Then just as I fell asleep, a burglar alarm went off opposite. O noise!

I have such a tiny back yard, but so much happens in it. I looked out of the bathroom window about an hour ago, and a sparrow was having a bath in a tin tray of water I'd put out for the birds. It started with a sip or two of water, then jumped in and had a good old splash about. I stood stock still to watch. It was so funny and joyous that I burst out laughing. Finally, it's feathers drenched, it flew off to dry in the sunshine.

Wednesday, June 07, 2023


After a lovely lunch with Caryne, I headed off to the exhibition to do today's invigilation stint. It was more entertaining than I thought, though I was a bit disappointed by the place where my embroidery was: it was rather dark and it's so small that it almost disappeared. Lesson to self: be there on hanging day!

Anyway, I sat in a different gallery and worked on the pelicans. There was a strong student element in the exhibition and I spent a few idle minutes wondering if they were Generation Zs or millennials. I wonder if it works like car registrations and starts again at 'A'? There were actually a lot of visitors, whihc is very good for the organisers.

The blend of three different looped soundtracks became mesmerising after about an hour, and blended into  a sound soup that threw our aromas of Portugese speech (or possibly Spanish), a rather irritating piano phrase and something grumbly and scary from downstairs. I made a blooper in my embroidery which I'll have to fix today. I also need orange thread if I'm going to do the pelican's beaks correctly- during reproduction season their beaks become very colourful. I hope I've got some at home.

That being said, there is some really excellent art on display: the British imagination has not gone the way of everything else, but is thriving and productive. 

I checked in at the hotel I'm staying at, which has a rather unpleasant manager. I thought it was just me, but I spotted him making a family miserable as they checked in later on. What's the point?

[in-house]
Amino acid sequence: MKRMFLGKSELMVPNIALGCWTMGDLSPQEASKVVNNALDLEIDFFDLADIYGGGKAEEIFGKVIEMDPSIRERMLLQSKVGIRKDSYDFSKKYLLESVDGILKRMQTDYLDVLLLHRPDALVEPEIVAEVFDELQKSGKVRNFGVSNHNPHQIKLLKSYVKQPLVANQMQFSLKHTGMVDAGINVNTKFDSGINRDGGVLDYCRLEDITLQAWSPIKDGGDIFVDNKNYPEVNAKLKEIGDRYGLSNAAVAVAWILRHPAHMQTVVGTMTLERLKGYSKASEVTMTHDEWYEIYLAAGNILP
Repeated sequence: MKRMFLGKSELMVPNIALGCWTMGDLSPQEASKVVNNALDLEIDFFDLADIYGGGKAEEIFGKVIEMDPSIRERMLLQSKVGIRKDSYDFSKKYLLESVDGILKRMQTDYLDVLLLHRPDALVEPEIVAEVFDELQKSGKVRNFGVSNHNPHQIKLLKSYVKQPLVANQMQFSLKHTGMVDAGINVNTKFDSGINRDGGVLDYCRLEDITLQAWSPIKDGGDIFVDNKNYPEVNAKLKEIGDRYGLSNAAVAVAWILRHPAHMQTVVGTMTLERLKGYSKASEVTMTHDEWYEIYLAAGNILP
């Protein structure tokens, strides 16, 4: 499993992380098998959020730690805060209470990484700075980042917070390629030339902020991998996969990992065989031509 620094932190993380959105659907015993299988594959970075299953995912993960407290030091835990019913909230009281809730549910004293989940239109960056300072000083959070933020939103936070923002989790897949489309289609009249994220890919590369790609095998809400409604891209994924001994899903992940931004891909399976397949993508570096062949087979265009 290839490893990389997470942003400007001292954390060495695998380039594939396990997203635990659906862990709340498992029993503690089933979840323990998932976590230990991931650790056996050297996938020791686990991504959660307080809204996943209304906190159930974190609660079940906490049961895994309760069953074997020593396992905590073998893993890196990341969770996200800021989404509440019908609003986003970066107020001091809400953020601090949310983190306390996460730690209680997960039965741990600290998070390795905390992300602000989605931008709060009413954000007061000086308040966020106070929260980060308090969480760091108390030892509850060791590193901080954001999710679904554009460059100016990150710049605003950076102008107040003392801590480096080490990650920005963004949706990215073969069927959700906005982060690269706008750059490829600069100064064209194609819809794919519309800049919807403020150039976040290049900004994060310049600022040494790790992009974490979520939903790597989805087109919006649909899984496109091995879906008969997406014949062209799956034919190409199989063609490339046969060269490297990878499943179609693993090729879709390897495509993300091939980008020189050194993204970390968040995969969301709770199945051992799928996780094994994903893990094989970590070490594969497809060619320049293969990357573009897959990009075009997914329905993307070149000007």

Out for a wander, all the food places seemed extremely expensive. I popped down an alley and found a really nice, simple, friendly pizza place called Dough, where I had possibly the most tasty pizza I've ever had in my life. They hadn't over-salted it and I could taste everything. They didn't make faces when I said I wanted water- indeed they offered that and didn't try to up-sell drinks, which is a wonderful thing for a solo traveller.

I thought I'd treat you to the portrait at the bottom of the stairs at the hotel. Shame Churchill couldn't fix the broken shower, isn't it?

Monday, June 05, 2023

Word Soup

The week passed like lightning. From tears at a seeing young severely disabled boy in a fancy dress wheelchair at Whitley Bay Carnival, through visiting my close schoolfriend Andy's mum, still robin-like and funny at the age of 94 (on the waiting list for heart bypass surgery, an ideal candidate according to her surgeon); through a plane flight back from gorgeous Spain accompanied by two junior football teams, the smell of teenage boy farts and the chaos of lending phones, bouncing on seats, shouting in just-broken voices blending with the air turbulence to make the flight seem like  journey in a duvet filled with cats; through Attila the Stockbroker's boutique (he'd hate the term) festival with a deeply-mooing bull duetting with a trumpet in the first band's soundcheck, surviving being hugged by notorious Brightonian Smelly, feeling like I'd done a fab gig and driving back in the dark exhausted, diverted off the M27; through getting back to Robert and Edith's message saying they'd played McCookerybook and Rotifer's Balloon to a crowd of 1500 people at an antifascist rally in Salzburg.

Oh windy, sandy north-east coast and fish and chips, oh chilled horchata through a straw, oh stripy bent-beaked hoopoes cracking insects just a few centimetres from our feet, oh lusty-voiced male-heavy audiences singing along to my song At The Bathing Pond and a woman hooting with laughter at the line 'In a gap between the bushes...'. 

Oh bands, music, musicians with your/our foibles and Venn-diagram overlaps of life and experiences. Oh extraordinary art and artists, a world to rejoin and explore.

Oh life, I love you. 

I won't open the dark cupboard door, even as it grows larger and more full and tries to press me into testing my resilience. 

'Just one little look won't hurt!'. 

It will, and I won't do it.

Fringe Art, Bath: ThreadEd

This work's in an exhibition in Bath (from last week to end of this week) and I'll be there Tuesday and Wednesday afternoons embroidering the next one, which will probably be finished in ten year's time if this one's anything to go by.


Exhibition site:


Saturday, June 03, 2023

Resting in a Tree at Glastonwick and Attila's Review

'Helen McCookerybook, formerly of indie treasures The Chefs and Helen & the Horns, is now a clever, tuneful singer- songwriter in a Velvet Underground meets Tracy Thorn kind of way. Shame she wasn’t on the same day as The Monochrome Set, who play today, because they would have appreciated her song ‘Saturday Night with the London Set’, about the interface between hedonism and the ageing process. But I’m sure they’ve heard it already. She had the crowd captivated, a gentle, strong, clever woman in her prime.'